The average limit-setting score (M = 3.31, SD = 0.75) revealed that parents reported moderate-to-high levels of engagement in parenting practices related to limit setting. Finally, the mean parental risk perceptions score (M = 2.87, SD = 0.77) was slightly lower, indicating that on average parents reported not often worrying about the risks of T2DM for their youth.
Pearson product moment correlations (r) among adolescent zBMI, adolescent age, parent BMI, parent risk perceptions, parent limit setting, and parental nurturance revealed a significant positive correlation between adolescent zBMI and parental risk perceptions (r = 0.327, P < 0.01), indicating that as adolescent zBMI increased, parental perceptions of diabetes risk also increased.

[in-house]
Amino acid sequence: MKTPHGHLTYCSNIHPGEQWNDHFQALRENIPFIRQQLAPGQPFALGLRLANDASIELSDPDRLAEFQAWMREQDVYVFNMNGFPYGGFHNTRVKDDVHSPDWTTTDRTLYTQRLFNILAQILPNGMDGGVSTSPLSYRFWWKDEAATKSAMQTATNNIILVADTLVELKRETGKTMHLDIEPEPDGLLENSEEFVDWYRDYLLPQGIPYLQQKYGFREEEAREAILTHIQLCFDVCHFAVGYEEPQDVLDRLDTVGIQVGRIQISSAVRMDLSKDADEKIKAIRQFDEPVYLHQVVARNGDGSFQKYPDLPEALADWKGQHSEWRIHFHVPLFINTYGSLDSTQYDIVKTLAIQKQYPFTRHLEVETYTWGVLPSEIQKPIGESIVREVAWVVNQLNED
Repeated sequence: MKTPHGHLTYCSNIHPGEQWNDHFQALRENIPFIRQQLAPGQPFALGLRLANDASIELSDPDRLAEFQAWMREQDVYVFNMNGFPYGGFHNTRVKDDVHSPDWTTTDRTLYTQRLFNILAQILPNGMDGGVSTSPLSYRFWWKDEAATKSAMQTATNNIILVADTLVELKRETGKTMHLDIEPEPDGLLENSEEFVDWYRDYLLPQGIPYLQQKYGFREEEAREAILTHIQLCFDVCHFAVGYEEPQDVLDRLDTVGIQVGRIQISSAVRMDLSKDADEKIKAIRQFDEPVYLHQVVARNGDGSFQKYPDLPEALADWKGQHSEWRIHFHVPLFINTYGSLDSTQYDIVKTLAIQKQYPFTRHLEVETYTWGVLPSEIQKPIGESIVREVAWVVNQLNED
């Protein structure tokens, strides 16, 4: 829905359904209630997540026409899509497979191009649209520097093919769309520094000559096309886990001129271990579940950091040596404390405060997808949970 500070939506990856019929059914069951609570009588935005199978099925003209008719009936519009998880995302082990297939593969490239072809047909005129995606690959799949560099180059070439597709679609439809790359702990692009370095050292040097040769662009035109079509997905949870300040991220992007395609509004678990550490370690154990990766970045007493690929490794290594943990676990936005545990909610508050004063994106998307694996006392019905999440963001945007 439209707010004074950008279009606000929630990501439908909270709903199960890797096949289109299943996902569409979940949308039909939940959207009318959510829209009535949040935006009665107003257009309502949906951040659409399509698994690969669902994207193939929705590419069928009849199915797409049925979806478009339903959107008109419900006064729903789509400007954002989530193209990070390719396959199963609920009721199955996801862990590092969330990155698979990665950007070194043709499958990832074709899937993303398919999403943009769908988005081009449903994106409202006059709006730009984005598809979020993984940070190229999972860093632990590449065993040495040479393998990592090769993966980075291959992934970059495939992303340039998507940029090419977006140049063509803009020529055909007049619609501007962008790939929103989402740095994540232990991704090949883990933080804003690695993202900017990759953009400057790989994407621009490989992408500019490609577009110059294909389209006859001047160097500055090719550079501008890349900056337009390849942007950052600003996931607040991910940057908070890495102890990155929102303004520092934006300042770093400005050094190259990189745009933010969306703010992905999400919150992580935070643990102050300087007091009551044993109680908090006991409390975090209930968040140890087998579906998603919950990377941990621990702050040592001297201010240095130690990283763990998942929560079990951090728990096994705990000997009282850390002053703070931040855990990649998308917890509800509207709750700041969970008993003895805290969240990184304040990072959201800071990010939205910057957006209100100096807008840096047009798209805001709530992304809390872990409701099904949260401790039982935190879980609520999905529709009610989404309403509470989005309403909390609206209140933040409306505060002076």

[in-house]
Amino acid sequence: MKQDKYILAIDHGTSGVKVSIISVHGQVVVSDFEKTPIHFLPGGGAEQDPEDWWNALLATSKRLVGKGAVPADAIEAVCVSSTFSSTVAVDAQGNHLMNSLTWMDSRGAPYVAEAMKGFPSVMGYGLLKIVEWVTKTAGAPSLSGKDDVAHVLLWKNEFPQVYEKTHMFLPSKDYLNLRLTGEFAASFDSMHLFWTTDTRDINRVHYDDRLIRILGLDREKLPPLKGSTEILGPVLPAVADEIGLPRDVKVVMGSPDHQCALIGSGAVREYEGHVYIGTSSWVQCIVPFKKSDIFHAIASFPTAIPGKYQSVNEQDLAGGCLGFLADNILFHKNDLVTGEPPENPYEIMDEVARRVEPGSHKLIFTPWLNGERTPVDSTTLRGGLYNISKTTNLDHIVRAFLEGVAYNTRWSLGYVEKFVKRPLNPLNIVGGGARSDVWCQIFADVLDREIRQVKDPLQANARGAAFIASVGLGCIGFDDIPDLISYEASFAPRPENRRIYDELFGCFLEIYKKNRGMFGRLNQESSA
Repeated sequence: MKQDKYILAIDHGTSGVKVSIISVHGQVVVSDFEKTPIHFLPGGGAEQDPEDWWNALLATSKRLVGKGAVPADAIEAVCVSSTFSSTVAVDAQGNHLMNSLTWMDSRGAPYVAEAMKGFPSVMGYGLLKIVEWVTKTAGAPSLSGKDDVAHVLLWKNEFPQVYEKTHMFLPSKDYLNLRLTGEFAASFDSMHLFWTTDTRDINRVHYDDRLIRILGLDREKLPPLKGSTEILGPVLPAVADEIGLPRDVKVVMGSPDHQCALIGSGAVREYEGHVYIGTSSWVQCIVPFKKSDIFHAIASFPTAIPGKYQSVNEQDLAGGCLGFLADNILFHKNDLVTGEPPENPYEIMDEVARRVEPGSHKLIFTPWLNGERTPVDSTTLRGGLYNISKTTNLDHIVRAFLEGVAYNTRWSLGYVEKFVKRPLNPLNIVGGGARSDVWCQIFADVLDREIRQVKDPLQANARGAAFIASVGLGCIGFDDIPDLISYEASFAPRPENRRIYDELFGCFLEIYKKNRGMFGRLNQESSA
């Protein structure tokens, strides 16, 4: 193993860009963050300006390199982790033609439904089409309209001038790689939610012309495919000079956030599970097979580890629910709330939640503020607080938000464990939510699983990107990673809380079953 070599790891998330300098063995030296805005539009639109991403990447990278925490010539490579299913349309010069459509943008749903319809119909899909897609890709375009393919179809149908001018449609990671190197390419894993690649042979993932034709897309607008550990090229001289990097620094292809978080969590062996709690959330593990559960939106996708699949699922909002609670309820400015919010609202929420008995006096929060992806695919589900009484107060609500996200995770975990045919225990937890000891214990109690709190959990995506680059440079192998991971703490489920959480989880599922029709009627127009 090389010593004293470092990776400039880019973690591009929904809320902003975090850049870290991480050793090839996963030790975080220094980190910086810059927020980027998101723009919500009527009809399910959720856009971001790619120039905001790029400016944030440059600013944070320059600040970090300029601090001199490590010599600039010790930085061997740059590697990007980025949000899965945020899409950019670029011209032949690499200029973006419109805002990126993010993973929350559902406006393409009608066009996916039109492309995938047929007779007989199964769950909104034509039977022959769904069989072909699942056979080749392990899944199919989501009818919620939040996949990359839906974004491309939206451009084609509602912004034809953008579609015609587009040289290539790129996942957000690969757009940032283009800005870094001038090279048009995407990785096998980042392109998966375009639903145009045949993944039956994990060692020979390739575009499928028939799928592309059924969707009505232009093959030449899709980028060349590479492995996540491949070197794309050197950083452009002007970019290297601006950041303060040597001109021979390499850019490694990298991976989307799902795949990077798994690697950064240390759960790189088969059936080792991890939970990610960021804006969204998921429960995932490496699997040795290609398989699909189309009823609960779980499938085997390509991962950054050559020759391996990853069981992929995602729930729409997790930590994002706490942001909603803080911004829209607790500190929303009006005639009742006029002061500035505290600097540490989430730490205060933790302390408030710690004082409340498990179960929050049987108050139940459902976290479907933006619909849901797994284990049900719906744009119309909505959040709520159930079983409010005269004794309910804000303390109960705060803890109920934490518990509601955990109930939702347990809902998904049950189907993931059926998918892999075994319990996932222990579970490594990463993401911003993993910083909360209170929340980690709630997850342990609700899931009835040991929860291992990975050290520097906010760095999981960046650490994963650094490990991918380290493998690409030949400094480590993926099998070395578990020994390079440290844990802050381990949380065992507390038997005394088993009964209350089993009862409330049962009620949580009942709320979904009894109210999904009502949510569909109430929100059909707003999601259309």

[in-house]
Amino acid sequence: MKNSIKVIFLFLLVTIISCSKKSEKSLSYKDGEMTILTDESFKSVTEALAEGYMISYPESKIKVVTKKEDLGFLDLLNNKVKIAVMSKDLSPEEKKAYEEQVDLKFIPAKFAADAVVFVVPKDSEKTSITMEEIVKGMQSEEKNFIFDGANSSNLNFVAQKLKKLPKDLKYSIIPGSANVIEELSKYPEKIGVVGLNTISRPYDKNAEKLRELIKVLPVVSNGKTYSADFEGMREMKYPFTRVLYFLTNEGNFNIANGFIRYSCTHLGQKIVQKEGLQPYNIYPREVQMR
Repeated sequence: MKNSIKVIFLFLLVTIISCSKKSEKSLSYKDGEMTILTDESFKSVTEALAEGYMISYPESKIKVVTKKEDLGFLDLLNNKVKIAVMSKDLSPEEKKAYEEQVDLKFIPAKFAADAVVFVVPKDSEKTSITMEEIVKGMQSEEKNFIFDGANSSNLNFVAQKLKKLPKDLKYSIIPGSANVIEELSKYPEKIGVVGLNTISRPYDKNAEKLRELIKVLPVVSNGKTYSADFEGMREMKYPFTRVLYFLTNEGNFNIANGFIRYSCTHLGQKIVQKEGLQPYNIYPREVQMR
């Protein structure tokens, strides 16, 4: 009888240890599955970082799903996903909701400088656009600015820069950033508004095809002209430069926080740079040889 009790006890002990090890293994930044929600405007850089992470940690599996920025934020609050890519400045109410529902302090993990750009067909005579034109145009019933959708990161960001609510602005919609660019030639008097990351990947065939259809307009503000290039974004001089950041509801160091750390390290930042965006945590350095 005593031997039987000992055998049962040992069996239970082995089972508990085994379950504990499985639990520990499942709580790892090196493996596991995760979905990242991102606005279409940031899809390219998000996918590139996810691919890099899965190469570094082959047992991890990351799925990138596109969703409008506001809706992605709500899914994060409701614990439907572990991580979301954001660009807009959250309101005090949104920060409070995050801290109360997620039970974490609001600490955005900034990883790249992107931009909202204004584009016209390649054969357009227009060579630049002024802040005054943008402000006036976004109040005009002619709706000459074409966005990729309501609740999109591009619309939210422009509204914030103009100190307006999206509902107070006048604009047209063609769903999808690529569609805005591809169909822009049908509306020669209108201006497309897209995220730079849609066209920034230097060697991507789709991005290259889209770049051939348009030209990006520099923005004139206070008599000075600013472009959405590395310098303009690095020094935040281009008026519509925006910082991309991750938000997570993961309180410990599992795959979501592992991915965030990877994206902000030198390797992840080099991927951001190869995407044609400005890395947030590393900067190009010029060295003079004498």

Parental limit setting was also a significant predictor ([beta] = -0.24, P < 0.05), with lower levels of limit setting associated with higher zBMI values.
As the relationship between parental nurturance and adolescent zBMI was in the direction opposite of what was hypothesized, a post-hoc analysis was conducted to explore the potential relationship between parent nurturance and parent limit setting. Specifically, the idea that the influence of family nurturance on adolescent zBMI varies as a function of parental limit setting was explored.
Paternal limit setting comes from the Limits scale that was developed for use in the Detroit Area Study (Alwin, 1997).
Prior to all regression analyses, the independent variables of inter-parent conflict, father distress, father warmth, father limit setting, father-child relationship quality, child sex, and child ethnicity were centered.
In model 2, we entered father distress, inter-parent conflict, father warmth, and father limit setting, thus testing for their unique contribution to child well-being over and above the contribution of the control variables.
The hypothesized relation between father limit setting and child well-being was not supported for the sample as a whole.